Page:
The Theravada collection of the Buddha’s teachings is called the Pali Canon. As a whole, this mass of material is called Tipitaka (Pali), or Tripitaka (Sanskrit), which means “three baskets.”
The first collection is called vinaya-Pali and Sanskrit, which outlines the procedural rules for monastic life including rules on begging, eating, relations with monks and nonmoks, and other disciples.
The second collection is called sutta (Pali), or sutra (Sanskrit), which comprises sayings of the Buddha in the form of sermons or dialogues.
The third collection is called abhidhamma (Pali), or abhidharma (Sanskrit), meaning the works that go beyond the elementary teachings.
The Tantras (“spread out”) are the scriptures of the Tantric Buddhism which taught that the body and all its energies could be used to reach enlightenment. For Tantric Buddhism, enlightenment is an experience of ultimate oneness that occurs when a practitioner unites all opposites.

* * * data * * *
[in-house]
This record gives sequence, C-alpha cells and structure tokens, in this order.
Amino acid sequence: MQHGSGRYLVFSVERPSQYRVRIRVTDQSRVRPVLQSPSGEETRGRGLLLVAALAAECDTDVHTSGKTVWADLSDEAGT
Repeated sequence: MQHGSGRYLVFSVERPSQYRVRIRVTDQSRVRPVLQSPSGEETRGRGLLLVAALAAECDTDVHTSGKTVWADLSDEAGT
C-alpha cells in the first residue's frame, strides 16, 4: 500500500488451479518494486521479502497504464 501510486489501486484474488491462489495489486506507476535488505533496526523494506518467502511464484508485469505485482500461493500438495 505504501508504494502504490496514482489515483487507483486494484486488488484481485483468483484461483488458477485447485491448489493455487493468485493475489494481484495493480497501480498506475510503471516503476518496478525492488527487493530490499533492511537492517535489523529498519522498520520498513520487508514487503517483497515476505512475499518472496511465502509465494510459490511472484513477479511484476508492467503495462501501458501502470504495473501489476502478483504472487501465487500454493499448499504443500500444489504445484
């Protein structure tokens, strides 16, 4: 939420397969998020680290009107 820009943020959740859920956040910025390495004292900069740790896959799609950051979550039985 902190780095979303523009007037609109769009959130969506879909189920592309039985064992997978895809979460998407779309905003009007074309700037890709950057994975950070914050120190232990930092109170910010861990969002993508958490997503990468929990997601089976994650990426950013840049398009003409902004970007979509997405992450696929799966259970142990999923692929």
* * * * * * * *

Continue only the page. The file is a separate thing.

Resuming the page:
Mahayana Buddhism developed versions of the Tripitaka in Sanskrit, along with a host of additional written works. Many of the new Mahayana works were called sutras because they were imaginative, colorful creations seen as a natural development of basic Buddhist insights.
Primary among these texts are the Prajnaparamita Sutras (“sutras on the perfection of wisdom”), which attempt to contrast ordinary understanding with the enlightened understanding that everything in the universe is interdependent.
One of the most widely loved works of Mahayana was the Saddharma Pundarika Sutra (“lotus sutra of the good law”), known as the Lotus he preaches to thousands of his disciples, his light and wisdom extend out into the universe.
The literature of Tibetan Buddhism consists of two large collections of writings.
The first collection is the Kanjur, which is made up of works from the Tripitaka (mostly Mahayana sutras and the vinaya) with Tantric texts.
The second collection is the Tenjur, which comprises commentaries on scripture and treatises on a wide variety of disciplines such as medicine, logic, and grammar.